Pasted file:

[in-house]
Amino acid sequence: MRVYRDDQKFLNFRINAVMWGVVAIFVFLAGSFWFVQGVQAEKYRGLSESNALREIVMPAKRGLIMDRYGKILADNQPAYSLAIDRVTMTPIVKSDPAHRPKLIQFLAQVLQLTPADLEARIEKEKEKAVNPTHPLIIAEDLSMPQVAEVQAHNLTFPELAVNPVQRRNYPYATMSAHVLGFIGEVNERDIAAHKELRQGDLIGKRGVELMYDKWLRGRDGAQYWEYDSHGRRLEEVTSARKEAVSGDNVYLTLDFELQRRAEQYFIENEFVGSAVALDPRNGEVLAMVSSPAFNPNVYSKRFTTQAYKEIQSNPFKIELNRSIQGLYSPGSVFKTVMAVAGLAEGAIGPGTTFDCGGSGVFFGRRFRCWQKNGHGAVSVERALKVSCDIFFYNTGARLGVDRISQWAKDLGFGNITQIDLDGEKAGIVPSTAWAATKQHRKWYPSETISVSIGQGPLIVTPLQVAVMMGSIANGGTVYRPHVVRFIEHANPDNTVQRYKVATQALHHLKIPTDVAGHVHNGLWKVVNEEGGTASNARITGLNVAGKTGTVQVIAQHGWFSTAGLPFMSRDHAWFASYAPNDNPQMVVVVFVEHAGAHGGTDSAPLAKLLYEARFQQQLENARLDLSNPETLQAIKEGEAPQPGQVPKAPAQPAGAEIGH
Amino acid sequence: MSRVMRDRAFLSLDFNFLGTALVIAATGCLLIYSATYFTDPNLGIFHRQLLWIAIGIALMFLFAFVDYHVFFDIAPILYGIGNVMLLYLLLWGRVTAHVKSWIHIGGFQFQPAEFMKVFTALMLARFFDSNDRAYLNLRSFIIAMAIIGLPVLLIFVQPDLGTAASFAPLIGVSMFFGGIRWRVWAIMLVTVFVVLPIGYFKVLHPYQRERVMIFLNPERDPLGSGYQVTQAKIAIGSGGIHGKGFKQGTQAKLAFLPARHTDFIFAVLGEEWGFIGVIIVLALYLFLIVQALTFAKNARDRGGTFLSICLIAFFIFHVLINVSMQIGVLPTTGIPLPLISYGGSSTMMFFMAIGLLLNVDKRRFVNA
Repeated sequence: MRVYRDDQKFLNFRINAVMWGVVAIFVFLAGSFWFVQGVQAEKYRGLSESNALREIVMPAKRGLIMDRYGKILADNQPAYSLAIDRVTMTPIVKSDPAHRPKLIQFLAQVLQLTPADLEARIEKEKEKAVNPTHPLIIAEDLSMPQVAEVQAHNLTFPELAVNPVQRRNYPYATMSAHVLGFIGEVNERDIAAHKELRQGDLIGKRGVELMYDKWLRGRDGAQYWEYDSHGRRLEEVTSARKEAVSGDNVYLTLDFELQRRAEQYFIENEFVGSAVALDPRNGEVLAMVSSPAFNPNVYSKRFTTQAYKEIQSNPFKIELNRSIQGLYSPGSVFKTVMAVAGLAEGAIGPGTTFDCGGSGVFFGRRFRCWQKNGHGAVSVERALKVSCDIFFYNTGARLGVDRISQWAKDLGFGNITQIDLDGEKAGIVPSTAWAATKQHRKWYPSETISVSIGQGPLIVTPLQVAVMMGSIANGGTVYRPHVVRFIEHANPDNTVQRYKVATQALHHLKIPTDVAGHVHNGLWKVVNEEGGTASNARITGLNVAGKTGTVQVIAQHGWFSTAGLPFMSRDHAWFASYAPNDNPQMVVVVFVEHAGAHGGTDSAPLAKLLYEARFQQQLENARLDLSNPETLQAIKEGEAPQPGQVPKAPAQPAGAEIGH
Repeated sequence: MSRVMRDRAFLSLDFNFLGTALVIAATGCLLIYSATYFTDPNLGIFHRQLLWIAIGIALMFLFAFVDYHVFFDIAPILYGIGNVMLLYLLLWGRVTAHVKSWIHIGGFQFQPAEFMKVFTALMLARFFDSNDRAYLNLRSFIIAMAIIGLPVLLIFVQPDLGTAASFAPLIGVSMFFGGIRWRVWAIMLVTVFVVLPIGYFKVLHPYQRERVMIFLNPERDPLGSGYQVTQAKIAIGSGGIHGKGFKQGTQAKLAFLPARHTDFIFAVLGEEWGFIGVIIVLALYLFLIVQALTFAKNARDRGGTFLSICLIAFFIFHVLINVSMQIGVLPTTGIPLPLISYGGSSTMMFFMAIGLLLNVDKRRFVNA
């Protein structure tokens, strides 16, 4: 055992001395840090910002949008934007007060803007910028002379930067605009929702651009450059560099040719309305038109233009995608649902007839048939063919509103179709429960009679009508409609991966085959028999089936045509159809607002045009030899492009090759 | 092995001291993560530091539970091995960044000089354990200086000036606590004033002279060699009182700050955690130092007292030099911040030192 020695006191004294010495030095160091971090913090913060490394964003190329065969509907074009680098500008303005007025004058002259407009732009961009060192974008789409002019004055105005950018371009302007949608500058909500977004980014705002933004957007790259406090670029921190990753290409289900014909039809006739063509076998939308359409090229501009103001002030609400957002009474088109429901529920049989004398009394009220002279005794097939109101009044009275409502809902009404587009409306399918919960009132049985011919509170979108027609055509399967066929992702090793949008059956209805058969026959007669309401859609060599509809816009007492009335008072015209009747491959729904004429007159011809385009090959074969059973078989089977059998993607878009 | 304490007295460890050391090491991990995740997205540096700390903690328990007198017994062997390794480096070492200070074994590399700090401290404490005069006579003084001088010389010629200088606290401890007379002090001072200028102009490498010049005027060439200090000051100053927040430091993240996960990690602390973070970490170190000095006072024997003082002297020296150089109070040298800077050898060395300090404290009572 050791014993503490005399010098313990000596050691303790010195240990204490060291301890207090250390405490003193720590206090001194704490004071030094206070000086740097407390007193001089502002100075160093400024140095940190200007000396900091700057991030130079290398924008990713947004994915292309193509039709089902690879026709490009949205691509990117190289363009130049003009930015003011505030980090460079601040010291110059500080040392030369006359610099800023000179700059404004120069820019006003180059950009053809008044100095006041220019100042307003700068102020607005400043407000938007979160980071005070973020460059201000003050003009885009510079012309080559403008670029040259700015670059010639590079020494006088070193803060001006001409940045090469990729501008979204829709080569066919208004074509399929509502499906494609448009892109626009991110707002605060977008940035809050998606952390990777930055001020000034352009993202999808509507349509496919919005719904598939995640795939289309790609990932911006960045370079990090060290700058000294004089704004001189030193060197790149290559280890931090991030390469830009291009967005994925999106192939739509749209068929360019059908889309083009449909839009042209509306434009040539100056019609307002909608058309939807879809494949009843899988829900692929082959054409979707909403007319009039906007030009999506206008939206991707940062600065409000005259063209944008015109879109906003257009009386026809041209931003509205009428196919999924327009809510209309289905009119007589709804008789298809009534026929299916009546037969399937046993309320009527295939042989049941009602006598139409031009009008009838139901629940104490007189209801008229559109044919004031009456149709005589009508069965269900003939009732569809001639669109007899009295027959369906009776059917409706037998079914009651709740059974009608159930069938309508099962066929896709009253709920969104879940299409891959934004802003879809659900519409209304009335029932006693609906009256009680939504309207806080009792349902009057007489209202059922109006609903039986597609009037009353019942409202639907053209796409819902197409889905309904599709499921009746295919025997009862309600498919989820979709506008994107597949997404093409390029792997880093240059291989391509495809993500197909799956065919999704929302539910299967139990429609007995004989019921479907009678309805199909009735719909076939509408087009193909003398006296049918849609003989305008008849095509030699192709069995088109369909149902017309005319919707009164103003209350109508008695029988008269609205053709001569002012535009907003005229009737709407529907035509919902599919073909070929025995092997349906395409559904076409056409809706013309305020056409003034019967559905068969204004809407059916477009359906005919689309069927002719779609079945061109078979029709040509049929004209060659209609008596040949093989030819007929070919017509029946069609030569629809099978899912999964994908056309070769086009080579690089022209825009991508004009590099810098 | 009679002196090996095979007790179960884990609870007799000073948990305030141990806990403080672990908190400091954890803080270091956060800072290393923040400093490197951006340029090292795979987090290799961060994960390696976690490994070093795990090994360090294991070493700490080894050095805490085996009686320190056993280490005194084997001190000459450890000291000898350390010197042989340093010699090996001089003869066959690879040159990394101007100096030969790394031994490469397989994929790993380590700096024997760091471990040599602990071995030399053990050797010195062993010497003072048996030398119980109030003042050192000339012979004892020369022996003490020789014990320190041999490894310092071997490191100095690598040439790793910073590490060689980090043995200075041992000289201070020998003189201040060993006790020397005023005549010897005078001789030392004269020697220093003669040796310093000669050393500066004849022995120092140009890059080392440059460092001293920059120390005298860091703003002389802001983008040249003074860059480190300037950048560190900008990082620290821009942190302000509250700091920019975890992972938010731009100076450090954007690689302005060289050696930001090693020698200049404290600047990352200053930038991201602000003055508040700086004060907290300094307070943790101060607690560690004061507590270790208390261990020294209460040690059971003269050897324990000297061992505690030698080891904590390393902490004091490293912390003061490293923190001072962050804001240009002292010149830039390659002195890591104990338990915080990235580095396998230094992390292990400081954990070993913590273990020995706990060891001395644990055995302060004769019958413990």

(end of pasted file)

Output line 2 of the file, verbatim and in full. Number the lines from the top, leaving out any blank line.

Amino acid sequence: MRVYRDDQKFLNFRINAVMWGVVAIFVFLAGSFWFVQGVQAEKYRGLSESNALREIVMPAKRGLIMDRYGKILADNQPAYSLAIDRVTMTPIVKSDPAHRPKLIQFLAQVLQLTPADLEARIEKEKEKAVNPTHPLIIAEDLSMPQVAEVQAHNLTFPELAVNPVQRRNYPYATMSAHVLGFIGEVNERDIAAHKELRQGDLIGKRGVELMYDKWLRGRDGAQYWEYDSHGRRLEEVTSARKEAVSGDNVYLTLDFELQRRAEQYFIENEFVGSAVALDPRNGEVLAMVSSPAFNPNVYSKRFTTQAYKEIQSNPFKIELNRSIQGLYSPGSVFKTVMAVAGLAEGAIGPGTTFDCGGSGVFFGRRFRCWQKNGHGAVSVERALKVSCDIFFYNTGARLGVDRISQWAKDLGFGNITQIDLDGEKAGIVPSTAWAATKQHRKWYPSETISVSIGQGPLIVTPLQVAVMMGSIANGGTVYRPHVVRFIEHANPDNTVQRYKVATQALHHLKIPTDVAGHVHNGLWKVVNEEGGTASNARITGLNVAGKTGTVQVIAQHGWFSTAGLPFMSRDHAWFASYAPNDNPQMVVVVFVEHAGAHGGTDSAPLAKLLYEARFQQQLENARLDLSNPETLQAIKEGEAPQPGQVPKAPAQPAGAEIGH